We take you for a rare glimpse into the work of the IDF’s Chameleon Company – the Central Command’s target information unit – to find out what it takes to hide six soldiers in a surveillance outpost for five days, undetected by the enemy.
It looks like a rock, it feels like a rock, it even smells like a rock – safe to assume that its a rock. But no, it is the IDF Combat Intelligence’s Chameleon Company. The soldiers from this elite unit specialize in combat camouflage – the art of disappearing into the surroundings and becoming invisible to the hostile eye.
The company’s squads are deployed at various points throughout the Central Command where they perform a diverse range of intelligence gathering missions, keeping track of groups and individuals seeking to attack Israelis. Terrorist threats against Israeli citizens are incessant. The work of the Combat Intelligence Corps in monitoring and preventing these threats is a vital part of Israel’s national security.
“The observations are conducted after carrying heavy equipment on foot for up to ten kilometers, in open and urban terrain in hostile territory,” Company Commander Major Nadav explained. “The fighters are equipped with advanced surveillance equipment, and conduct observations from inside a very small observation post. A squad can be out in the field for between 72 and 120 hours, and in certain circumstances, even more.”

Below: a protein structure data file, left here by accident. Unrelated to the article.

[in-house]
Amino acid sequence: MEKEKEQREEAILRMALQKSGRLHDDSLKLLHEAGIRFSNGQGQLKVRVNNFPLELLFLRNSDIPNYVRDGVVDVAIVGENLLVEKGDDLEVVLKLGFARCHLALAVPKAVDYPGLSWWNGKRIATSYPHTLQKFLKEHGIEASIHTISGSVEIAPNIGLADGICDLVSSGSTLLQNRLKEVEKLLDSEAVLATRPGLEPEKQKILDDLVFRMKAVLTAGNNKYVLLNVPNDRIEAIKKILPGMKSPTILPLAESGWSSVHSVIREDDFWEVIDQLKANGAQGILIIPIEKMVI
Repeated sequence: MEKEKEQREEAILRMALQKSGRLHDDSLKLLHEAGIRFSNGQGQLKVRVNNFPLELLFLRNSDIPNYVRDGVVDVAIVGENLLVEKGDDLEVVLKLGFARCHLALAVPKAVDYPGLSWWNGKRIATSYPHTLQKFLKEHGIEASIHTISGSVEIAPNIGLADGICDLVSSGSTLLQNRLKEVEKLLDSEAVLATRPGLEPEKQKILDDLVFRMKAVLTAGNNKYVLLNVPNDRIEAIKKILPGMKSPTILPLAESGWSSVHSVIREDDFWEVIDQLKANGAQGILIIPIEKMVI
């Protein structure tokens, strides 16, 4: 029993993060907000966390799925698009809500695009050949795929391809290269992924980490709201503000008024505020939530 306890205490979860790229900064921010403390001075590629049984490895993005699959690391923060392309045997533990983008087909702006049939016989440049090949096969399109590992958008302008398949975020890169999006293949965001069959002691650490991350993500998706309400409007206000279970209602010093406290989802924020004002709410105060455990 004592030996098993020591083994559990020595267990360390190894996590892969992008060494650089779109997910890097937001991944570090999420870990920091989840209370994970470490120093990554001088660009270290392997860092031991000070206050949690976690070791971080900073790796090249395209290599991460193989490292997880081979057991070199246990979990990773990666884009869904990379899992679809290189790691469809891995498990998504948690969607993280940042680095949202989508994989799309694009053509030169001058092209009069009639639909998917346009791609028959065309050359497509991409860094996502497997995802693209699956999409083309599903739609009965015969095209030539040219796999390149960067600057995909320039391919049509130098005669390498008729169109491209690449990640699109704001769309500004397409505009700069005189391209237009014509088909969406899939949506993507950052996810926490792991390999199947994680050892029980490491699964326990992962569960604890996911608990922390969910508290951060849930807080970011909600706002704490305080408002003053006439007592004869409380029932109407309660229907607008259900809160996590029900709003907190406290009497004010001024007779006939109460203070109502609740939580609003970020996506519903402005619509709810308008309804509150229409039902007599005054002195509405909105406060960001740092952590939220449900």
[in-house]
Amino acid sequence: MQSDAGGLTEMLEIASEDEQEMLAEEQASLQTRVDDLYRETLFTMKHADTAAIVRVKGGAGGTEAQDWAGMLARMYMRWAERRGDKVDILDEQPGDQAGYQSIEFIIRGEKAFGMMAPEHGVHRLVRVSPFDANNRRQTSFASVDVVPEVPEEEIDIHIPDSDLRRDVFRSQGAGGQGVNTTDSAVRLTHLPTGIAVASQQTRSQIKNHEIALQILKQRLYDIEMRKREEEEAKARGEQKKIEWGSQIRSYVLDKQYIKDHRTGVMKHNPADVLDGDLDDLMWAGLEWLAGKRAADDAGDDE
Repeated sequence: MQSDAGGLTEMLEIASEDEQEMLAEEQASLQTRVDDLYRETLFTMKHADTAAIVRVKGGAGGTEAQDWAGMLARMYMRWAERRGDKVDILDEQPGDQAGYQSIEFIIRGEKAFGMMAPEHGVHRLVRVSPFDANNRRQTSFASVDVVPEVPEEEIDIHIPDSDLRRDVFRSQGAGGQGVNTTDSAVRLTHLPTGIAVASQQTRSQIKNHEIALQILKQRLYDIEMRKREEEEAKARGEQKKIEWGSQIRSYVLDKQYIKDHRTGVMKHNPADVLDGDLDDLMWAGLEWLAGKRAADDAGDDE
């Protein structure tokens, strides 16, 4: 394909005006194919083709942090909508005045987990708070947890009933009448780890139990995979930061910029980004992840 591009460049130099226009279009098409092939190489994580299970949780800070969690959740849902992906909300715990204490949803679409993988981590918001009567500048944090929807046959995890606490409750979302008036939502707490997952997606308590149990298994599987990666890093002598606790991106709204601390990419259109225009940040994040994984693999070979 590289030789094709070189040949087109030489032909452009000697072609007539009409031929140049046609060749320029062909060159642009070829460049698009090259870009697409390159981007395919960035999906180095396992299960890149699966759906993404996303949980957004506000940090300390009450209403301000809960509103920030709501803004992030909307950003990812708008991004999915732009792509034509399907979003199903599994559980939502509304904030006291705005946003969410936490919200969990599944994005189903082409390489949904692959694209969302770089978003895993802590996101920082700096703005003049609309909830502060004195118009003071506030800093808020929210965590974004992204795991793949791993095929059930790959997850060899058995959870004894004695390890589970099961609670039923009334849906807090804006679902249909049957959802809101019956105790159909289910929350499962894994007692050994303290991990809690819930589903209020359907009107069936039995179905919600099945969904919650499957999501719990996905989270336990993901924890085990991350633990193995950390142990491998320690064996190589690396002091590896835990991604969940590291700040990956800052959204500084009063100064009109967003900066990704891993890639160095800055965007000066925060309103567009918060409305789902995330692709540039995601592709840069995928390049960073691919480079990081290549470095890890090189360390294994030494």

Each of the company’s fighters specializes in a specific area: there are builders who construct the observation post, photographers who collect visual intelligence, communications experts and navigators.
“The role of the navigator is among the most important in the squad, because he needs to bring the squad to the place that it needs to get to,” explained Lieutenant Itai, a commander in the unit. “The challenge is to bring the squad to the place in as straightforward and safe a manner as possible, without exposing them to the enemy.”
Hiding the observation post from the enemy is a key aspect of combat intelligence. “After completing the construction of the initial outpost we move on to the camouflage aspect, which includes using netting and such,” explained Staff Sergeant Daniel, the squad’s camouflage expert. “When the outpost is ready we add more netting and foliage to the outside until its impossible to determine what it is.”
Once the outpost is hidden and ready, the squad’s soldiers will hunker down and do what they do best: keeping Israelis safe.
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I trek many miles on foot. I build an outpost invisible to the eye. I track the enemy for days on end. Who am I? http://t.co/XRxzm8Pryl
— IDF (@IDFSpokesperson) August 5, 2013